Academic journal article Curriculum and Teaching Dialogue

OPEN-ENDED QUESTIONS IN QUALITATIVE RESEARCH: Keeping an Open Mind as Researchers

Academic journal article Curriculum and Teaching Dialogue

OPEN-ENDED QUESTIONS IN QUALITATIVE RESEARCH: Keeping an Open Mind as Researchers

Article excerpt

As technology advances, educational institutions work to appeal more to the nontraditional student often through the online platform. According to the National Center for Education Statistics, in 2015, "5,954,121 students [were] enrolled in any distance education courses at degree-granting post-secondary institutions," and that number has continued to rise (National Center for Education Statistics, 2018, para. 1). Rapid growth within online programs requires rapid revision and constant reflection to meet the needs of students. Online education "has already succeeded in becoming an integral part of HE [Higher Education], and now it needs to turn its focus, from providing access to university education to increasing its quality" (Lee, 2017, p. 15). As online program advisors, professors, instructors, and instructional designers, we are tasked with improving the quality of our content, providing experiences to engage students, and conducting periodic research to gauge our progress.

THE STUDY PURPOSE

Typically, students enter online programs for the flexibility and convenience they provide (Gast 2013; Irani, Barbour Wilson, Slough, & Reiger, 2014). Coursework can be completed at home, after midnight, in pajamas, and with a glass of wine. Even though the nature of the online forum does not lend itself to the same kind of interaction that face-to-face instruction offers, institutions sometimes shy away from requiring much time in the field and often struggle to provide students with real-world interactions and experiences through an online forum. However, our communities and employers are seeking graduates who are well-prepared in their respective fields.

Trespalacios and Perkins (2016) found that there is a significant relationship between the learners' perception of learning in an online environment and their connection to their peers, the content, and the instruction. Therefore, we believed that project-based learning, such as field-based experiences, could be the answer to creating increased feelings of connectivity for distance education students. Project-based learning (PBL) within an online setting could help bridge the gap between "learning and doing" (Markham, 2011, p. 38). PBL that requires time in the field could serve as an alternative to the traditional written assignments and serve as "an alternative to the teacher-led, rote memorization style of teaching" (Stover, 2014, p. 60). The purpose of this case study was to explore the role that more field-based experiences could have in the perception of connectedness to the field within students enrolled in online curriculum and instruction courses at our university.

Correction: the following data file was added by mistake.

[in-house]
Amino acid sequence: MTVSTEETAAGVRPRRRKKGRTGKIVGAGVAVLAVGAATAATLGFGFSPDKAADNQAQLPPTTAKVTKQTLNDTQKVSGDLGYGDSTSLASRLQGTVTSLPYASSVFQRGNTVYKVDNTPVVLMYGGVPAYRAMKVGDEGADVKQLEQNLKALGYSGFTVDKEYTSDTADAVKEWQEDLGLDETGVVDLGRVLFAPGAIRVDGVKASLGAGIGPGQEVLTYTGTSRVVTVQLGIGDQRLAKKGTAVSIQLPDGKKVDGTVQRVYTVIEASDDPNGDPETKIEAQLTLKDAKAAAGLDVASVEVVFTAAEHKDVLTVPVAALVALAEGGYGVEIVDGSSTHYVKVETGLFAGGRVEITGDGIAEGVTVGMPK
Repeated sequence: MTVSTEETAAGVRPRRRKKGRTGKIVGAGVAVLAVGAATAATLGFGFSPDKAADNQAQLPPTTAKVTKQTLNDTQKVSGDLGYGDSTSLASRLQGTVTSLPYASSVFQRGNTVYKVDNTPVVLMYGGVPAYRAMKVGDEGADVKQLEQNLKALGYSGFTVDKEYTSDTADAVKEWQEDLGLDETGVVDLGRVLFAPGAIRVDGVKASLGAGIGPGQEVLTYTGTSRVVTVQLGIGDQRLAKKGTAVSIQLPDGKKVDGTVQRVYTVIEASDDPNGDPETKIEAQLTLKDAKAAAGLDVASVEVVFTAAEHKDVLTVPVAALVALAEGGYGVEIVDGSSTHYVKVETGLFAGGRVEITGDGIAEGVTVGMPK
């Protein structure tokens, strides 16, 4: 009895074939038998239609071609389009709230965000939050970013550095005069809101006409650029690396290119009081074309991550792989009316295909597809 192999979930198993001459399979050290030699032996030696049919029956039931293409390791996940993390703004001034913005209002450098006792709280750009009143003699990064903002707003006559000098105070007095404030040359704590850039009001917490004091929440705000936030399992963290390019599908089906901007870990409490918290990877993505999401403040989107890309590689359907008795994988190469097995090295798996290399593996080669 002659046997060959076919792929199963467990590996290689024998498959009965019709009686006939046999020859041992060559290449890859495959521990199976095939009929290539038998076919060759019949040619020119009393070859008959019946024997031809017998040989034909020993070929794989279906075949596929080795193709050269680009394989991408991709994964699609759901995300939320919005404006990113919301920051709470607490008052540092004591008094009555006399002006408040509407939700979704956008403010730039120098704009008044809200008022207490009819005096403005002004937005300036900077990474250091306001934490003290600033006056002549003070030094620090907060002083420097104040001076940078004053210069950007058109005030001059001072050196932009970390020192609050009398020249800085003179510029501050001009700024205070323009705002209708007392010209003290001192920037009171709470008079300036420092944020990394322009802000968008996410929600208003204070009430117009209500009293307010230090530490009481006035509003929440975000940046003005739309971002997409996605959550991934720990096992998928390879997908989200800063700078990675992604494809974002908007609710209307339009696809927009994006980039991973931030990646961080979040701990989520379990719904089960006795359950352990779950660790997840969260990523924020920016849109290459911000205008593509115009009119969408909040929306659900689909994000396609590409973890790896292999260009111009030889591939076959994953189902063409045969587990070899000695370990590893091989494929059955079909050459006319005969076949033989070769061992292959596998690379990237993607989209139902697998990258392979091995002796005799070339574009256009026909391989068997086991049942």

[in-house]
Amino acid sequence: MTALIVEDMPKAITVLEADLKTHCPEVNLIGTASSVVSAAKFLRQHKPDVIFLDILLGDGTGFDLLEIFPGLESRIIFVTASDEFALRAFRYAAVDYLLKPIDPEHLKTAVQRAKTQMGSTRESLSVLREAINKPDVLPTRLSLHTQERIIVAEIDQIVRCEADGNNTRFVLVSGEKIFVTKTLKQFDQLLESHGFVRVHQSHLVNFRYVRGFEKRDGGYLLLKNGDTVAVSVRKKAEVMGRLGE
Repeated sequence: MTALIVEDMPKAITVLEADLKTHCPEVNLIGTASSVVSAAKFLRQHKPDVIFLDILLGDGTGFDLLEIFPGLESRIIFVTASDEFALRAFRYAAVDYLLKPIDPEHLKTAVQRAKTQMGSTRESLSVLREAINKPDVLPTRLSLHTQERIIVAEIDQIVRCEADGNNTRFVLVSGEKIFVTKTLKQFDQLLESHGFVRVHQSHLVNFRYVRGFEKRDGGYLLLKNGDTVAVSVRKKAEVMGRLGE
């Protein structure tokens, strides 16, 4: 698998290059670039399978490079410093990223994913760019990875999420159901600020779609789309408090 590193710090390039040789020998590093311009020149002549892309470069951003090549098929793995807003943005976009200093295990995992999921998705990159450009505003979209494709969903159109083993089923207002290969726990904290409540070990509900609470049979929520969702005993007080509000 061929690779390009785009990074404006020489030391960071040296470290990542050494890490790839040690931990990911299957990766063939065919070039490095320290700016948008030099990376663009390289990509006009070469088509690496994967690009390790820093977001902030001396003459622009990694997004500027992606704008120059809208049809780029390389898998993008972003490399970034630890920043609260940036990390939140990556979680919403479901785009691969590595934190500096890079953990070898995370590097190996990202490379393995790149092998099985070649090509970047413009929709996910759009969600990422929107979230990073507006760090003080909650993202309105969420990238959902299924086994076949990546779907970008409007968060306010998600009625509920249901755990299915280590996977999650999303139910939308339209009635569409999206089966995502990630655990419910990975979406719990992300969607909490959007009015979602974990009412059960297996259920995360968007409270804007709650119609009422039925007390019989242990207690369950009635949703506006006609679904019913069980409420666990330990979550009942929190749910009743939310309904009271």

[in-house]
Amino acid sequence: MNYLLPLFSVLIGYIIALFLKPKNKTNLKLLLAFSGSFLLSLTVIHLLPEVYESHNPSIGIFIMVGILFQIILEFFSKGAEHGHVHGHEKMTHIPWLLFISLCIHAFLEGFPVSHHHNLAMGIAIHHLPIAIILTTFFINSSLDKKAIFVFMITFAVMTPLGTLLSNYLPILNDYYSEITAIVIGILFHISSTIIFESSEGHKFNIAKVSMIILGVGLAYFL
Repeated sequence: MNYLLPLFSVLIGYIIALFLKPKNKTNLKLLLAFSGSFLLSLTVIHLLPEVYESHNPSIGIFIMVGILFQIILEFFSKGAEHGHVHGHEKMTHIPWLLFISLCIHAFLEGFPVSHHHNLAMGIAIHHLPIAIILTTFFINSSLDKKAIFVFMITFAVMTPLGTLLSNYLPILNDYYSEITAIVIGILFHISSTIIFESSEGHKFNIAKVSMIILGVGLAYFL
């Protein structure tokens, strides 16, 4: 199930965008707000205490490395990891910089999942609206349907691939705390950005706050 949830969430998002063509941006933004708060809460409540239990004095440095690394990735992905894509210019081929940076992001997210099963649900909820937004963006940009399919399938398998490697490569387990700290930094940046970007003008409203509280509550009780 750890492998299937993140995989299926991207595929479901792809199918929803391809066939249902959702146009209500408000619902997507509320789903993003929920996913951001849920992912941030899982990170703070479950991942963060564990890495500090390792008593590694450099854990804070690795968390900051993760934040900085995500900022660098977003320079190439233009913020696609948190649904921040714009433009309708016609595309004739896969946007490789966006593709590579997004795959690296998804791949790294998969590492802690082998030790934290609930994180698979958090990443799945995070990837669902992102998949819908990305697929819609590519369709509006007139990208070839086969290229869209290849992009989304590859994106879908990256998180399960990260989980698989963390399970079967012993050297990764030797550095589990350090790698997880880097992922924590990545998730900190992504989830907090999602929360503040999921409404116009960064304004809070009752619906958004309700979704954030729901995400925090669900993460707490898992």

THE RESEARCH PLAN

Research supports the implementation of hands-on, field-based learning as an effective means for creating connectedness in online students (Markham, 2011; Stover, 2014; Trespalacios & Perkins, 2016). Therefore, three assignments for evaluation were chosen: a traditional written paper analyzing an education-related law, a field observation of a school board meeting, and a case study requiring classroom discussion to identify the appropriate ethical response to provided classroom scenarios. The three assignments requiring reflection for data examination were purposefully selected with the assumption that the first (written paper) would serve as a control group to contrast the other, more field-based assignments. The participants' perceptions and responses to questions about the traditional (written paper) assignment would be recorded and calibrated through comparison with their perceptions and responses to questions about the field-based experiential assignments. It seemed a simple but informative qualitative design.

THE UNEXPECTED RESULTS

In this qualitative study, the students responded to reflective questions before and after the selected assignment's completion. We also asked open-ended questions at the end of the course as triangulation of data. …

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